What Does the Poor Need?: Aligning Products and Services

1:41: CGAP lady Alexia from CGAP starts. “Echo system of providers that meet this range of needs”

1:45: There is a whole audience participation sequence to illustration that demand is mysterious—we don’t always know what customers want.

1:48: Shout out Naciket Mor! Customizing products for customers!

1:49: It’s a market problem: we don’t know the size/scope of the market for financial services. That's why we need research, folks. 

1:50: Fast moving consumer goods—P&G does a really good job of catering to demand. “connect and develop approach”

1:52: Silicon Valley shout out!  Google is creative! Hell yeah it is!  #bayarea


1:55: KGFS has geographically defined products: South (3 areas), East(Orissa), North (Uttarakhand). 140 branches, a customer base of 220,000. Impressive…

1:57: Radhakrishnan, from Janalakshmi describes his model. 2 tier section, doesn’t make any money off the business initiative;  66 branches in 12 states; lots of investment in technology. Sorry, Janalakshmi, but looks like KGFS wins the “who’s bigger” contest.

2:00: Sadhan founder, Achla. Nearly 15 years of presence, has been working with the government/NGOs,/Policymakers.

2:03: Geeta Goel, microfinance in urban settings with the Michael & Susan Dell Foundation, started in 2006. Child centric organization, has put a lot of money in microfinance/non MFI products. 

2:06: Anil Kumar on how KGFS is client-centric: it’s the incentive structure, the way the branch operates, the products, the services, the parameters that go into the audit. Need to build products and services around a client’s life. It’s the personnel in the bank too; get product that is right for customer, not based on commission. Glad to know what I’m working for

2:09: We need fresh data, trained staff, etc. Audits are supposed to protect the client, not just the organization. YES transparency is good! Good data is so necessary! 

2:10: ANIL IS RATING KGFS ABOUT HOW GOOD KGFS IS: This should be interesting....
            Intent/commitment/desire: 5/5
            Implementation: 3/5

2:11: “it’s a journey”, not a cookie cutter approach, the answers aren’t there, we don’t have a silver bullet. (I heard something that sounded like “building Narnia” but he actually said “peeling an onion”).

2:13: Best method of evaluation is numeric and transparent. #OBVIOUSLY. #RCT

2:15: Look at entire family’s welfare, not just one member. Yup, intrahousehold resource allocation! Bargaining power!

2:16: Radhakrishnan is trying to build a bank franchise catering to urban poor, who have less community is hard. They are also doing okay, less so on implementation, and more so in vision. I don’t know if you can say that the urban poor have less community…let’s see some evidence for that claim.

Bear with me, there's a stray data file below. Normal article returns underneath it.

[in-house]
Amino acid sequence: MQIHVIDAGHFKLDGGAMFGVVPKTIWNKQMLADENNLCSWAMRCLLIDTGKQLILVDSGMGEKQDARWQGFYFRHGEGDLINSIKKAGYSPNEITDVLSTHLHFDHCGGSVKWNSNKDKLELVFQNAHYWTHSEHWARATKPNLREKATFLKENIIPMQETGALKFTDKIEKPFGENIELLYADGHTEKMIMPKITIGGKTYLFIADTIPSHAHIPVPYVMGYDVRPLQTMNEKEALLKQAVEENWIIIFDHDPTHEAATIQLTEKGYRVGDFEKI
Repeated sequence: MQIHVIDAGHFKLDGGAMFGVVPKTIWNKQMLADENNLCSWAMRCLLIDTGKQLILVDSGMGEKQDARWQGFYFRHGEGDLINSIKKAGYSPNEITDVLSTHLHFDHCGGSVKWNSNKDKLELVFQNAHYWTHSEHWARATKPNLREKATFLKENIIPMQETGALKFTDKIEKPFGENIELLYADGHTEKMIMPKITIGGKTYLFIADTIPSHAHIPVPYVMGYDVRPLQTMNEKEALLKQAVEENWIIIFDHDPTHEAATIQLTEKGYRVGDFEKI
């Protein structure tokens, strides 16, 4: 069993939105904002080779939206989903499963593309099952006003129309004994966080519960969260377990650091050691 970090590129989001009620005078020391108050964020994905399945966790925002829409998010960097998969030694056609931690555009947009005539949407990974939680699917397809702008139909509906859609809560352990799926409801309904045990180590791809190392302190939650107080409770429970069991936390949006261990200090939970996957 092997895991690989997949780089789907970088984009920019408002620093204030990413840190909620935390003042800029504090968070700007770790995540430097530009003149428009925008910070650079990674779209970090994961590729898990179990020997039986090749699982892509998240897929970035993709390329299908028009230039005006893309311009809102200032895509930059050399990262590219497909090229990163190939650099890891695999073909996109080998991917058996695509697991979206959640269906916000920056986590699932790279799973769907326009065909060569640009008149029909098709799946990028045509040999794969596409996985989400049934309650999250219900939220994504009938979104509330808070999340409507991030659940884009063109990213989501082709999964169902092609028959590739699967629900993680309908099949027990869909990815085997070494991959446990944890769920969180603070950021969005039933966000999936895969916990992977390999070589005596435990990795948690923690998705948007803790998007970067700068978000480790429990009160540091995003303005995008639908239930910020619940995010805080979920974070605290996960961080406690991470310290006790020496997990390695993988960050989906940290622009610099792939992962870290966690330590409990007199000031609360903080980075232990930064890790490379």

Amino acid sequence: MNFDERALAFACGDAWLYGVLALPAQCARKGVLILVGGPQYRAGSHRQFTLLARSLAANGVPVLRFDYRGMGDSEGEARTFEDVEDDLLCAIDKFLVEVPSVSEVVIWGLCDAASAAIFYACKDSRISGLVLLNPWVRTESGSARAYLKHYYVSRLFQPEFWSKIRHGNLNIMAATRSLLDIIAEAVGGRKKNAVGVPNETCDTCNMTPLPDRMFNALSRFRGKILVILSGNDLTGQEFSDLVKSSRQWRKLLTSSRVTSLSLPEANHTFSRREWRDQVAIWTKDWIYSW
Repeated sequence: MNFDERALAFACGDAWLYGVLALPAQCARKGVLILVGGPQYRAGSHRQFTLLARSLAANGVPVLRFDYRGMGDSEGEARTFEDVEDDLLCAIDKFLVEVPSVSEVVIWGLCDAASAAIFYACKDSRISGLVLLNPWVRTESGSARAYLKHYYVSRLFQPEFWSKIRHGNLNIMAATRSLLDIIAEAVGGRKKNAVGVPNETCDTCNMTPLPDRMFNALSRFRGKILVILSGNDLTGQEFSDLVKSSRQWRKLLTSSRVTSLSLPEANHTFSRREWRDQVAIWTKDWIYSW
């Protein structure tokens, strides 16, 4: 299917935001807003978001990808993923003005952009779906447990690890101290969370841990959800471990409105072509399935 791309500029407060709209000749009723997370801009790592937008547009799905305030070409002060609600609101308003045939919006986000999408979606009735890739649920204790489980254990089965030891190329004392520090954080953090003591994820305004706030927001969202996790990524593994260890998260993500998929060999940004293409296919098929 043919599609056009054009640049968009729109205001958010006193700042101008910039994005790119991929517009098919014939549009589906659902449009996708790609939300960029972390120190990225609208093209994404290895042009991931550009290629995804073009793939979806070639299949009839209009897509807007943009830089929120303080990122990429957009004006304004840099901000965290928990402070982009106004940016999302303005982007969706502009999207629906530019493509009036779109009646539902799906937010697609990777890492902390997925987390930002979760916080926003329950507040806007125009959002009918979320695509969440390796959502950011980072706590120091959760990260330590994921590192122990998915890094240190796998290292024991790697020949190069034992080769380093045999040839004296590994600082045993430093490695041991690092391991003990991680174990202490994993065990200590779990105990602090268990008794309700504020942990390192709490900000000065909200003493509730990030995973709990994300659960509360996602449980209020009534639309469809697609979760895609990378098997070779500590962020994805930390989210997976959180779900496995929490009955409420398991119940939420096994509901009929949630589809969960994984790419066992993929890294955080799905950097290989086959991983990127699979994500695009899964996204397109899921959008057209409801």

2.19: Client centricity is good for his business; need to invest & listen to clients; the cost does make business sense. Because that’s what the business wanted to be in the first place. Incremental cost of servicing another product is reduced.

2:22: Achla: in Sadhan, there are  lot of types of positions that affiliated MFIs choose to be a part of, Sadhan; loan recipients are generally women, not farmers, have skills, sometimes? Need different products, there’s going to be a new paradigm for future clients.

2:26: There’s a lot of regulation but there isn’t a lot of investment.

2:27: Anil on partnerships that allow us to offer a wide variety of products: there is no new regulation that is required for an entity to reach out to these markets; RBI keeps on coming up with laws, there is no need for special regulation? Technology is the clincher here; once there is the ability to offer the poor mainstream products, we have to play the role.

2:30: Geeta Goel on picking partners: need to look at people on the same page, don’t want a checklist for due diligence, just want a company that can provide services at scale in a commercially viable manner, with a customer centric viewpoint, doesn’t have to be nonprofit or for profit, just need a competitive advantage from listening to the customers. But do look for social orientation.

2:32: Constant innovation of products is necessary in order to keep customers happy; ask for customer satisfaction surveys, that should come up to upper management a lot; encourage investments in a strong assembly line. May not leverage entire ability in first few years, but need a strong base from which we can expand. Don’t want to have loss leaders, expand incrementally on the margin. It’s a tight margin business.

2:34: Doesn’t standardization go backwards, against product customization? Nice one Alexia! “CUSTOMER CENTRICITY, NOT CUSTOMER ECCENTRICITY”. Snappy! Need to be able to deliver products appropriately. Need products that are self sustaining. Need products that the customer should understand. Market is not ready for individualized products.

2:35: My laptop dies. Sorry folks, but there is no delightful commentary on the Q&A

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  1. your approach is refreshing......though some comments are judgemental.....reminds me of somebody I had worked with once......recharge your laptop and resume



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